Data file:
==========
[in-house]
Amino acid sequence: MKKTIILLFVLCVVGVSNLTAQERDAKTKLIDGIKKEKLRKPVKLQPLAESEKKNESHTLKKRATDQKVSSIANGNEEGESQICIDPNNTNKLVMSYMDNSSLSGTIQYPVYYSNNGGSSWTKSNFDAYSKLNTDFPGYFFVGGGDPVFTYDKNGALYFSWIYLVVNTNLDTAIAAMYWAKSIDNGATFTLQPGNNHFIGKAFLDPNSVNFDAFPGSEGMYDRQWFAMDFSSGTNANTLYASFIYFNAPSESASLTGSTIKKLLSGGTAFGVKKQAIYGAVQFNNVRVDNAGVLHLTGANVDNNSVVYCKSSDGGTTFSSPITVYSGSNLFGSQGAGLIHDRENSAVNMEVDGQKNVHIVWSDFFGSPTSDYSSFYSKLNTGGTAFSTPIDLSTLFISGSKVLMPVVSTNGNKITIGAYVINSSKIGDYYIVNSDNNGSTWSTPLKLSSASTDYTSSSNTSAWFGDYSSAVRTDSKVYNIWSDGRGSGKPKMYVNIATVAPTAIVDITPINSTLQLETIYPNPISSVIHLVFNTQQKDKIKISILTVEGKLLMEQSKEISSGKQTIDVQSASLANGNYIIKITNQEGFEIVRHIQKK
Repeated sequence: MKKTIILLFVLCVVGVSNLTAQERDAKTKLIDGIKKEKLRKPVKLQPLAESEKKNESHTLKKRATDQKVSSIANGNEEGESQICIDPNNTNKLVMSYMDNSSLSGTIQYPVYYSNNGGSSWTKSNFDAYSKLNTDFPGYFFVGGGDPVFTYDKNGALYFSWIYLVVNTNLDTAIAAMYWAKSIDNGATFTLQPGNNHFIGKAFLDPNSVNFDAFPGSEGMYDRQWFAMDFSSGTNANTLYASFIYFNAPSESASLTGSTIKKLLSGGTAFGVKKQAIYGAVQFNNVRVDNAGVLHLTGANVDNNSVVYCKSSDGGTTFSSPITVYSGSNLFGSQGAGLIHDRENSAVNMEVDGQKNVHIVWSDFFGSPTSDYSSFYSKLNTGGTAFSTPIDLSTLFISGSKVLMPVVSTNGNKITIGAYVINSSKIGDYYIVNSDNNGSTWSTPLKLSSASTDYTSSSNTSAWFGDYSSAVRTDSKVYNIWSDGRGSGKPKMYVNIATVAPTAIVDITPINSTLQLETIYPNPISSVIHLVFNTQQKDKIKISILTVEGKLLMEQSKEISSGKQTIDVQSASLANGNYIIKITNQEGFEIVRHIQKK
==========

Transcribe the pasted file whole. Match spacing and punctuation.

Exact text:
[in-house]
Amino acid sequence: MKKTIILLFVLCVVGVSNLTAQERDAKTKLIDGIKKEKLRKPVKLQPLAESEKKNESHTLKKRATDQKVSSIANGNEEGESQICIDPNNTNKLVMSYMDNSSLSGTIQYPVYYSNNGGSSWTKSNFDAYSKLNTDFPGYFFVGGGDPVFTYDKNGALYFSWIYLVVNTNLDTAIAAMYWAKSIDNGATFTLQPGNNHFIGKAFLDPNSVNFDAFPGSEGMYDRQWFAMDFSSGTNANTLYASFIYFNAPSESASLTGSTIKKLLSGGTAFGVKKQAIYGAVQFNNVRVDNAGVLHLTGANVDNNSVVYCKSSDGGTTFSSPITVYSGSNLFGSQGAGLIHDRENSAVNMEVDGQKNVHIVWSDFFGSPTSDYSSFYSKLNTGGTAFSTPIDLSTLFISGSKVLMPVVSTNGNKITIGAYVINSSKIGDYYIVNSDNNGSTWSTPLKLSSASTDYTSSSNTSAWFGDYSSAVRTDSKVYNIWSDGRGSGKPKMYVNIATVAPTAIVDITPINSTLQLETIYPNPISSVIHLVFNTQQKDKIKISILTVEGKLLMEQSKEISSGKQTIDVQSASLANGNYIIKITNQEGFEIVRHIQKK
Repeated sequence: MKKTIILLFVLCVVGVSNLTAQERDAKTKLIDGIKKEKLRKPVKLQPLAESEKKNESHTLKKRATDQKVSSIANGNEEGESQICIDPNNTNKLVMSYMDNSSLSGTIQYPVYYSNNGGSSWTKSNFDAYSKLNTDFPGYFFVGGGDPVFTYDKNGALYFSWIYLVVNTNLDTAIAAMYWAKSIDNGATFTLQPGNNHFIGKAFLDPNSVNFDAFPGSEGMYDRQWFAMDFSSGTNANTLYASFIYFNAPSESASLTGSTIKKLLSGGTAFGVKKQAIYGAVQFNNVRVDNAGVLHLTGANVDNNSVVYCKSSDGGTTFSSPITVYSGSNLFGSQGAGLIHDRENSAVNMEVDGQKNVHIVWSDFFGSPTSDYSSFYSKLNTGGTAFSTPIDLSTLFISGSKVLMPVVSTNGNKITIGAYVINSSKIGDYYIVNSDNNGSTWSTPLKLSSASTDYTSSSNTSAWFGDYSSAVRTDSKVYNIWSDGRGSGKPKMYVNIATVAPTAIVDITPINSTLQLETIYPNPISSVIHLVFNTQQKDKIKISILTVEGKLLMEQSKEISSGKQTIDVQSASLANGNYIIKITNQEGFEIVRHIQKK